The Courts will not enforce a liquidated damages clause if they consider it to be a “penalty”. A liquidated damages clause will be a penalty if the Court finds that it does not represent a genuine pre-estimate of the actual damages the builder or principal is likely to suffer if the job is delayed.

It is not sufficient to prove a LD’s clause is unenforceable as a penalty by simply say that the anticipated or actual cost of the delay is less than the liquidated damages. For the LD’s clause to be unenforceable the difference must be so much as to be extravagant and unconscionable.

And, the onus is on you to prove the amount of liquidated damages is a penalty. To do that you usually need access to the records of the builder or principal. So it is not always easy.

The case about the keys we referred to at the beginning of this article came down to the judge deciding that the liquidated damages clause was not a penalty.

Extensions of time

Contracts these days commonly provide that an application for an extension of time must be made within a certain period after the contractor knows there is going to be a delay or ought to have known there is going to be a delay. If the application is not made within that time period there is no right to claim an extension of time and liquidated damages are likely to follow.

If an application for an extension of time is not made within the time specified, there is usually no right to claim an extension of time.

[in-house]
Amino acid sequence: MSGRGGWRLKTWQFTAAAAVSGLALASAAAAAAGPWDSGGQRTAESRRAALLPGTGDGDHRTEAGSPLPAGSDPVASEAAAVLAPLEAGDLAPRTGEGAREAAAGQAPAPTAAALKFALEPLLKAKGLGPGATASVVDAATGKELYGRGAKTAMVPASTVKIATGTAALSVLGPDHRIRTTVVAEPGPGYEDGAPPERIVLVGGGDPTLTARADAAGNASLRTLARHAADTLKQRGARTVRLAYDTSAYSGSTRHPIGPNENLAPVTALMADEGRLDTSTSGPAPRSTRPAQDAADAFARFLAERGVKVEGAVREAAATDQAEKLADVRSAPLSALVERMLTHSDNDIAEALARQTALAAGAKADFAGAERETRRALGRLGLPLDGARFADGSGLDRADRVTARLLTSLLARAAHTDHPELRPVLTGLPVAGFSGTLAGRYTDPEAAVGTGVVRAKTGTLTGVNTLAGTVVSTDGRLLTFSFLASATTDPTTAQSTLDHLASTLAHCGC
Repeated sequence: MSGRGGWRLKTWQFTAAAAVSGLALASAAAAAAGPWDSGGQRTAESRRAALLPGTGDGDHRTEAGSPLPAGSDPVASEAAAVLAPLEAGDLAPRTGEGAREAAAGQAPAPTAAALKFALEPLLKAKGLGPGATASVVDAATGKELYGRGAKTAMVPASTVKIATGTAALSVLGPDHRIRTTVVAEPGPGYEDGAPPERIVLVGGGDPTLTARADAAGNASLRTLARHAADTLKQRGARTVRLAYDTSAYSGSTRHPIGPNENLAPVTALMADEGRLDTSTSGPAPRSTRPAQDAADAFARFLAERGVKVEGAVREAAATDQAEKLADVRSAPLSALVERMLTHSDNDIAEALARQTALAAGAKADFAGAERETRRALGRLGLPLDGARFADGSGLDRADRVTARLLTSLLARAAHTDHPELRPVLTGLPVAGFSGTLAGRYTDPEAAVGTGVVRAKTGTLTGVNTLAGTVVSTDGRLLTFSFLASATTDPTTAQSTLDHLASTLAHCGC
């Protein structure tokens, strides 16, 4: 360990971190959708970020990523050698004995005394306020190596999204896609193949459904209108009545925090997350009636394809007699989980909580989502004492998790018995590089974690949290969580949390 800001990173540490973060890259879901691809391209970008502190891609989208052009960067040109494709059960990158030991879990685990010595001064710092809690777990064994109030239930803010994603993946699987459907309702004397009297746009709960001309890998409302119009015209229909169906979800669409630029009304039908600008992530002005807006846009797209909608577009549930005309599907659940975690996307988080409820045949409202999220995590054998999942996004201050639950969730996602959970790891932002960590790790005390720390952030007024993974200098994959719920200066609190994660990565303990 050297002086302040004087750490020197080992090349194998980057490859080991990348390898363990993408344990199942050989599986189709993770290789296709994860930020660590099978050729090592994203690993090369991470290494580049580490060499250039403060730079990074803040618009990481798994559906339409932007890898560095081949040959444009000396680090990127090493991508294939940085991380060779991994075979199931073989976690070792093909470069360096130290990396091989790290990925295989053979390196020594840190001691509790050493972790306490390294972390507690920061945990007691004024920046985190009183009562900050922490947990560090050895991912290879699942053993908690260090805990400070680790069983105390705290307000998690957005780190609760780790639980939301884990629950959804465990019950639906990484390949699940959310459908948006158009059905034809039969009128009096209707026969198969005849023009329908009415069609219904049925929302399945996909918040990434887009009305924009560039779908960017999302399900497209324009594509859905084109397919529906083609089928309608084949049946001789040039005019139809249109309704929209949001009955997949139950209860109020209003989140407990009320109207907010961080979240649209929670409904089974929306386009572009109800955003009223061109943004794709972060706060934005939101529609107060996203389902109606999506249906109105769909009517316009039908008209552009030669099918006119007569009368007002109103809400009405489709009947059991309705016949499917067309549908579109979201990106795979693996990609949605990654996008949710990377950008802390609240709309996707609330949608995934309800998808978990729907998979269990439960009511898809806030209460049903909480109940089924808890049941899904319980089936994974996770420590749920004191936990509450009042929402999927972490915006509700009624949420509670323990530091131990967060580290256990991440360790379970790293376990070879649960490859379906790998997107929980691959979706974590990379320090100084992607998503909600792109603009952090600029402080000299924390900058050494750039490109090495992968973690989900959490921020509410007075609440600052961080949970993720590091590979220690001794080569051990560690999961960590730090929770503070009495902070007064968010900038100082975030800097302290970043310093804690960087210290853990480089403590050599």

It is a common failing of trade contractors not to make an application for an extension of time within the period provided in the contract. Failure to do so can lead to you having no way of avoiding liquidated damages.

Promises not to enforce LD’s

Don’t trust a verbal promise by your contractor that liquidated damages will not be imposed.

Whilst a Court will act on a verbal promise if it is found to have been made, proving a verbal promise can be a very difficult expensive exercise. So, get it in writing!

Tips for avoiding LD’s

So here are some tips to help you avoid problems with liquidated damages and extensions of time; –

  • When you get the contract, read it carefully;
  • Check the definition of “Practical Completion”;
  • Check that you can apply for an extension of time;
  • Note the timeframes within which you must give notice of delay;
  • Know what information you need to supply for an extension of time claim and by when. (If the amount of information required is extensive and you have a short period of time to supply it, before you sign the contract, ask to change it so that you give the notice of delay within the short time frame but have a longer period to supply the information required);
  • Do not rely on verbal promises that LD’s won’t be applied – get it in writing;
  • If you are threatened with LD’s, look carefully to see whether the LD clause might be invalid as a penalty or because of the prevention principal;
  • Make sure you comply with the timeframes and contractual requirements and make any application for an extension of time within the time allowed and with the information required.

Finally, never underestimate the damage the application of liquidated damages could do to your business. If you are threatened with liquidated damages a quick call to your lawyer could be a very worthwhile investment of your time and money.